Federal Duck Stamp is required for all waterfowl hunters 16 years old or older including resident landowners and their immediate family. The stamp is valid from July 1–June 30 and must be signed in ink across the face. The Federal Migratory Bird Hunting and Conservation Stamp is available at US Post Offices, 1-800-STAMP24 or

Sportsman’s License is a license that covers all hunting and fishing privileges excluding: Dog Deer License, Alligator License, and Federal Duck Stamp. This license specifically includes Hunting, Big Game, WMA, Georgia Waterfowl Conservation, Fishing and Trout Licenses. Migratory bird hunters must obtain a H.I.P. license. Saltwater anglers must obtain a SIP license. Deer hunters must obtain a deer harvest record. Dog Deer hunters must obtain a Dog Deer license (free of charge).

Lifetime Licenses are valid for the life of the person and cover all hunting and fishing privileges (except Federal Duck Stamp). This specifically includes Alligator, Hunting, Big Game, WMA, Georgia Waterfowl Conservation, Fishing, and Trout Licenses. Migratory bird hunters must obtain a H.I.P. license. Saltwater anglers must obtain a SIP license. Deer hunters must obtain a deer harvest record. Dog-Deer hunters must obtain a Dog-Deer license (free of charge). Lifetime License applications can be obtained at, Wildlife Resources Division (WRD) offices, or by mail. For identification and proof of residency requirements see information above. Lifetime license remains valid if the licensee moves outside of Georgia.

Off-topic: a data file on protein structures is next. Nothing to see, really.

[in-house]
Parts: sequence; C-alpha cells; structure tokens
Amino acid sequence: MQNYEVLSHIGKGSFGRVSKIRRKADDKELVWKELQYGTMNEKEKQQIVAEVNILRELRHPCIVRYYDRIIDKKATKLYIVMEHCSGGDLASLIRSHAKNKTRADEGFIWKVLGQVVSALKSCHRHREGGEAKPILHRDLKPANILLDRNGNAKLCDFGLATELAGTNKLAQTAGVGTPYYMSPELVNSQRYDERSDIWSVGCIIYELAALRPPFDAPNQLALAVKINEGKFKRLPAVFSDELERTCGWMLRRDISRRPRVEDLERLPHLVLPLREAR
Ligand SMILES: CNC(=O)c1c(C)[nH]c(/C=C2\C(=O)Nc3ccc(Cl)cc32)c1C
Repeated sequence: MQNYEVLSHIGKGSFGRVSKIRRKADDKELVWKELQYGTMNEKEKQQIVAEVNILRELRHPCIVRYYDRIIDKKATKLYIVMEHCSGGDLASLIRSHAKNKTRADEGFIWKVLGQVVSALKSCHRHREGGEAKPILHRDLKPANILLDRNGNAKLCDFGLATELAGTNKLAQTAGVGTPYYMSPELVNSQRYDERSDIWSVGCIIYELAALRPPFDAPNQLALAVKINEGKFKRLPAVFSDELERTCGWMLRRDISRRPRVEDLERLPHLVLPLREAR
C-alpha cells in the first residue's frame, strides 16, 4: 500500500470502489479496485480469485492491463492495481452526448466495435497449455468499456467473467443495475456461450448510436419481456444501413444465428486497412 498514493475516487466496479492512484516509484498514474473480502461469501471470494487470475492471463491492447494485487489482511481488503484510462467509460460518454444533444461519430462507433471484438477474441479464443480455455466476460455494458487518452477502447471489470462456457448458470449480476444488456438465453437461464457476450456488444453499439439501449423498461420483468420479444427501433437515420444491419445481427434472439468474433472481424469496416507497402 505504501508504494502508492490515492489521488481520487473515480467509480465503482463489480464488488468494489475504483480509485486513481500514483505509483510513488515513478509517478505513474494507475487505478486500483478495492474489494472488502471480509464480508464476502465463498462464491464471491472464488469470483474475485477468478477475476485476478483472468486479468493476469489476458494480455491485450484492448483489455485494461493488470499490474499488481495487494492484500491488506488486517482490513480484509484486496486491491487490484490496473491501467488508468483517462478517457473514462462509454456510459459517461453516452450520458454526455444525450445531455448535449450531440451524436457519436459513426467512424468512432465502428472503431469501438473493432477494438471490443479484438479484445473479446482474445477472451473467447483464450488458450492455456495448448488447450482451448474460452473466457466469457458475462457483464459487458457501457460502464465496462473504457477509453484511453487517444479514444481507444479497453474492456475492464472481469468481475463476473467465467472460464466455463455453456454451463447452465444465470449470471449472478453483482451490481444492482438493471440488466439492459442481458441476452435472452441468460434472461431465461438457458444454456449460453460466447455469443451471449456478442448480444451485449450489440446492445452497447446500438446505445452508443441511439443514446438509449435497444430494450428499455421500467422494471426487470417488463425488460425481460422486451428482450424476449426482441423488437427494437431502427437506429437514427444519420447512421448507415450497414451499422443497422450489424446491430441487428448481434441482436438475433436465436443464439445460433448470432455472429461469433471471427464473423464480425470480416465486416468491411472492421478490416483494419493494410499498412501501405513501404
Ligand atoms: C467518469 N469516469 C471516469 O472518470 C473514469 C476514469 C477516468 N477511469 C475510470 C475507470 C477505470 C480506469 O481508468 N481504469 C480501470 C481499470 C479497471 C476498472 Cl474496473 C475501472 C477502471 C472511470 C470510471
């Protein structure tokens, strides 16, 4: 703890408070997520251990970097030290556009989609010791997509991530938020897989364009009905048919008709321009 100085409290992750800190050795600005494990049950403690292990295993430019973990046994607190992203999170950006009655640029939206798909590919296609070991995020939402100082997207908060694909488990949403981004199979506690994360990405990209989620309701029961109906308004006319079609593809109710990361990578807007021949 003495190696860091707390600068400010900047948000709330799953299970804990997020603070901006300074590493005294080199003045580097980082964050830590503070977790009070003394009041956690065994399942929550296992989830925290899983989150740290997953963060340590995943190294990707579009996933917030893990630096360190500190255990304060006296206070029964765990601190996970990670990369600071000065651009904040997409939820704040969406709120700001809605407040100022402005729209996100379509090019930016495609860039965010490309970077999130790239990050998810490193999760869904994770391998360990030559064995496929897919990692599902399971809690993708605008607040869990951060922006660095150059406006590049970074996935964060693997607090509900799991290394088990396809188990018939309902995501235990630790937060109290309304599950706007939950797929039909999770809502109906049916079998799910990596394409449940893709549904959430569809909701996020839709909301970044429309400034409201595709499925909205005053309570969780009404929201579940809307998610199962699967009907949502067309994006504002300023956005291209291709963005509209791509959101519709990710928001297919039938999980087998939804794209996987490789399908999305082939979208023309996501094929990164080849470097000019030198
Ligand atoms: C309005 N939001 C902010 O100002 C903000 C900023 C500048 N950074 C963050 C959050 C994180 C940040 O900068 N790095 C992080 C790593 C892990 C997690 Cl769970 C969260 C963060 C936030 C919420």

Resident / Non-Resident Shooting Preserve License: A 2-year ($12) or lifetime ($75) shooting preserve license is available to residents and nonresidents that covers hunting pen raised game birds and fishing in any private or state waters within the boundaries of licensed private or licensed commercial shooting preserves. Hunter safety requirements for persons hunting pen raised game birds on properly licensed shooting preserves may be met by hunter education instruction that, at minimum, demonstrates techniques for proper firearm handling, unloading, and safety. Appropriate licenses, hunter safety certification requirements, and state seasons and regulations apply when hunting wild game birds or other wildlife on shooting preserves, except that it shall be lawful to hunt bobwhite quail between October 1 and March 31 of the following year on licensed shooting preserves.


Convicted Felons may not possess any firearm (including primitive weapons) while hunting unless that individual’s right to carry has been restored (OCGA § 16-11-131). This does not apply to archery equipment.

Primitive Weapons

Legal weapons during primitive weapons season include crossbows, bow and arrow, and any muzzleloading firearm. Scopes are legal.

Archery Equipment

Crossbows, longbows, recurve bows, and compound bows are allowed for hunting any game or feral hog. Arrows for hunting deer, bear or feral hog must be broadhead type.

Loaded Weapon

A firearm is considered loaded if a shell is in the chamber or magazine; a percussion cap is on the nipple; or powder is present on the frizzen pan. A crossbow is considered loaded if it is cocked.